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Early in Stephen Crane's novel, Henry Fleming is selfishly focused upon his own misgivings about war, his fears and desires. However, there is a development to Henry as he experiences warfare:
- In Chapter V, Henry achieves some honor as does abandon his self-focus and concerns of his own well-being. In the roar of battle, Henry fires his gun and becomes a soldier:
He suddenly lost concern for himself, and forgot to look at a menacing fate. He became not a man but a member..... He was welded into a common personality which was dominated by a single desire. For some moments he could not flee, no more than a little finger can commit a revolution from a hand.
- In Chapter XIII, after having run from his troop, Henry encounters other soldiers falling back from battle. In the confusion, he is struck by one soldier with the blunt end of his rifle. Then, when he returns to the camp of his regiment, Henry realizes that the men think that he has been in combat and wounded. Therefore, they mistakenly consider him heroic and welcome him back:
[H]e had performed his mistakes in the dark, so he was still a man.....
He gave a long sigh, snuggled down into his blanket, and in a moment was like his comrades.
- However it is in Chapter XVII that Henry displays true valor as, when the flagbearer falls, he picks up the flag and leads the charge of soldiers to victory.
Some of the men muttered and looked at the youth in awe–struck ways... as they had found time to regard him.
- Finally, at the end of the novel, as an old Henry Fleming talks with others at the foot of a large tree,
...in the tone of their laughter there was probably more admiration than if old Fleming had declared that he had always been a lion. Moreover, they knew that he had ranked as an orderly sergeant, and so their opinion of his heroism was fixed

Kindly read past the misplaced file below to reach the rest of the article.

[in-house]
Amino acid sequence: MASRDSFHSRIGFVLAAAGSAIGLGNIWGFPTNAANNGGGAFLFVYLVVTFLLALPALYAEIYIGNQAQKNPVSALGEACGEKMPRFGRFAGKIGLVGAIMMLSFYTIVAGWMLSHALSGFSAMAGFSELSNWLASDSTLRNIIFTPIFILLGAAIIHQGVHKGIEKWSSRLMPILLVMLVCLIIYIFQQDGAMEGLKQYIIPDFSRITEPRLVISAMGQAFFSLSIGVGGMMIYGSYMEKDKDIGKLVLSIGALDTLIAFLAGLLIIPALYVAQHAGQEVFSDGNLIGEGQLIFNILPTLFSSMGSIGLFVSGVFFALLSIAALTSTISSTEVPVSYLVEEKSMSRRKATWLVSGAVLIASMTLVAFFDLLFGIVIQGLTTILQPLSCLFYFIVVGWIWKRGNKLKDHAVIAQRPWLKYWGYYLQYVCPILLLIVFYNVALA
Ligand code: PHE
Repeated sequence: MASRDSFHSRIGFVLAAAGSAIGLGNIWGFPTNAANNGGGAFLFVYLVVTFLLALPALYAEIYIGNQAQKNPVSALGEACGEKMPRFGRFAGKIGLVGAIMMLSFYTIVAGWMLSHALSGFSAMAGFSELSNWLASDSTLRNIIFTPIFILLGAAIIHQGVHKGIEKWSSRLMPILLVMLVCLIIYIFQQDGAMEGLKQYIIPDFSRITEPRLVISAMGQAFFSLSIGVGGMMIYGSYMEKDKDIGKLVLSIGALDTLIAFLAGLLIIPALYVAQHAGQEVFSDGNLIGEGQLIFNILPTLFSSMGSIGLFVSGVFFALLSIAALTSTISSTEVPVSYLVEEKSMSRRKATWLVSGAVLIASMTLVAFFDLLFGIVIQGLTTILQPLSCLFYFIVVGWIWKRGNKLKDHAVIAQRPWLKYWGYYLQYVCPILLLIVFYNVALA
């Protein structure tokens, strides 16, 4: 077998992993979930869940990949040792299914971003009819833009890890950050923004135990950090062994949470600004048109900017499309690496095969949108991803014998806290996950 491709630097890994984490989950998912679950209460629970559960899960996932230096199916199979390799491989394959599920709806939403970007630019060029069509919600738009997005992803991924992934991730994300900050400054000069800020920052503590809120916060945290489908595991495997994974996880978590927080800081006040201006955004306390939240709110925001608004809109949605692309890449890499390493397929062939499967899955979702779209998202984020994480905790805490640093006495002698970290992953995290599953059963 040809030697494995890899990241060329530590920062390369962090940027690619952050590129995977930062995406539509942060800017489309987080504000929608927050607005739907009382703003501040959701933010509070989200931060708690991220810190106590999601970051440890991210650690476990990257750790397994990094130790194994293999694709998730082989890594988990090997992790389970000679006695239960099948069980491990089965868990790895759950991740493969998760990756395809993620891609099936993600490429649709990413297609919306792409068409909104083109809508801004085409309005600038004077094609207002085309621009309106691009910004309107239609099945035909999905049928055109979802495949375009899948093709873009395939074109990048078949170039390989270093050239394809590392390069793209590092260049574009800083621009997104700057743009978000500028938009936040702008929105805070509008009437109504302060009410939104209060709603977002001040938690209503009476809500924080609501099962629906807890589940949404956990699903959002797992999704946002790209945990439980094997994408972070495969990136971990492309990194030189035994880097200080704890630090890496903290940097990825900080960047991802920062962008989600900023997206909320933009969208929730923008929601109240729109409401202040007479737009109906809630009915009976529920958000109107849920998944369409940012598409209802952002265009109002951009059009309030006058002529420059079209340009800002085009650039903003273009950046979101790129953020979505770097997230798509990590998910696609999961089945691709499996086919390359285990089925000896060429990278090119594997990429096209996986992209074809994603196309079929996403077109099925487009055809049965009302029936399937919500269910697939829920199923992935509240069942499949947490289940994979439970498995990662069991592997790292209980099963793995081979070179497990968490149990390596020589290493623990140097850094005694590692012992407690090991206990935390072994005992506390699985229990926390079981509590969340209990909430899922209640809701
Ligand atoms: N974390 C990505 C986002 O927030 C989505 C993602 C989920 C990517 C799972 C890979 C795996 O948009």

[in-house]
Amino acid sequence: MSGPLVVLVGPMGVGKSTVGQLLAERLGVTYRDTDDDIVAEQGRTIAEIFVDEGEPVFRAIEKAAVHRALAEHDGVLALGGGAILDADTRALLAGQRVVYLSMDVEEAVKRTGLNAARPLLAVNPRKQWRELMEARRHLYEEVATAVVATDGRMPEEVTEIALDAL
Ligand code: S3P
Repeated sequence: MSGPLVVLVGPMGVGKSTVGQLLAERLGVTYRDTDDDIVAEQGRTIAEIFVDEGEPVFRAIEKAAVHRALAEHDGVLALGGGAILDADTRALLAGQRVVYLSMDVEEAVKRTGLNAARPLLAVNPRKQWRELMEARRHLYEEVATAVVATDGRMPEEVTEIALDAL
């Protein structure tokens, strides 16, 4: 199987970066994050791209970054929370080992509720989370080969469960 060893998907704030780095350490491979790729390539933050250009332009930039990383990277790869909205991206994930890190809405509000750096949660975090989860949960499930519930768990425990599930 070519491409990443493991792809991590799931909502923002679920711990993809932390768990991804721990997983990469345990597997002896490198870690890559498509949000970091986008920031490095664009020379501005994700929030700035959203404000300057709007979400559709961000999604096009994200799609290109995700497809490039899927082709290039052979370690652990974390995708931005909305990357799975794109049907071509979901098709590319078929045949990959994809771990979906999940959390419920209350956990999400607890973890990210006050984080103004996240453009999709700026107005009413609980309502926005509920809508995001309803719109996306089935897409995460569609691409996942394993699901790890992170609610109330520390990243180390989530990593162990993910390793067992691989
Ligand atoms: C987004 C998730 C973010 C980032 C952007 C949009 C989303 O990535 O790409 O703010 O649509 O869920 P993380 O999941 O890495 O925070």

Interestingly, then, the defining of heroism becomes difficult because others perceive it in a different mode. For Henry, there is a clear line between clear and cloudy.
Henry shows both courage and heroism in The Red Badge of Courage, with the extent of these qualities increasing and evolving as the story goes on.
In the early stages, Henry's bravery is based on his loyalty to the others in his regiment. When the fighting starts around him and he realizes that the others, as well as himself, are in danger, his fear is overcome by the urge to protect his comrades.
He suddenly lost concern for himself, and forgot to look at a menacing fate. He became not a man but a member. He felt that something of which he was a part - a regiment, an army, a cause, or a country - was in crisis. He was welded into a common personality which was dominated by a single desire.
As Henry learned more about fighting and about reacting to the fearsomeness of battle, his heroism changed. While he still felt concern for those around him, he was becoming aware that the individual lives were tiny parts of something much larger, represented by symbols beyond mere human bodies. His actions in saving the flag from enemy capture were heroism inspired by this newly found loyalty to country and the powerful ideas it represented.
Within him, as he hurled himself forward, was born a love, a despairing fondness for this flag which was near him. It was a creation of beauty and invulnerability. It was a goddess, radiant, that bended its form with an imperious gesture to him. It was a woman, red and white, hating and loving, that called him with the voice of his hopes. Because no harm could come to it he endowed it with power.
By the end of the story, Henry shows his heroism in his every action and thought. He has conquered fear; he has overcome worries about what might happen to himself. His reason for being was to follow his orders, to fight as well as he could to protect those who were less experienced in battle, to lead them through the danger and on to peace on the other side.
He felt a quiet manhood, nonassertive but sturdy and strong of blood. He knew that he would no more quail before his guides wherever they should point. He had been to touch the great death, and found that, after all, it was but the great death. He was a man.
Henry had become a hero as he had learned to face his fears, deal with them, and move on to help others deal with their fear.
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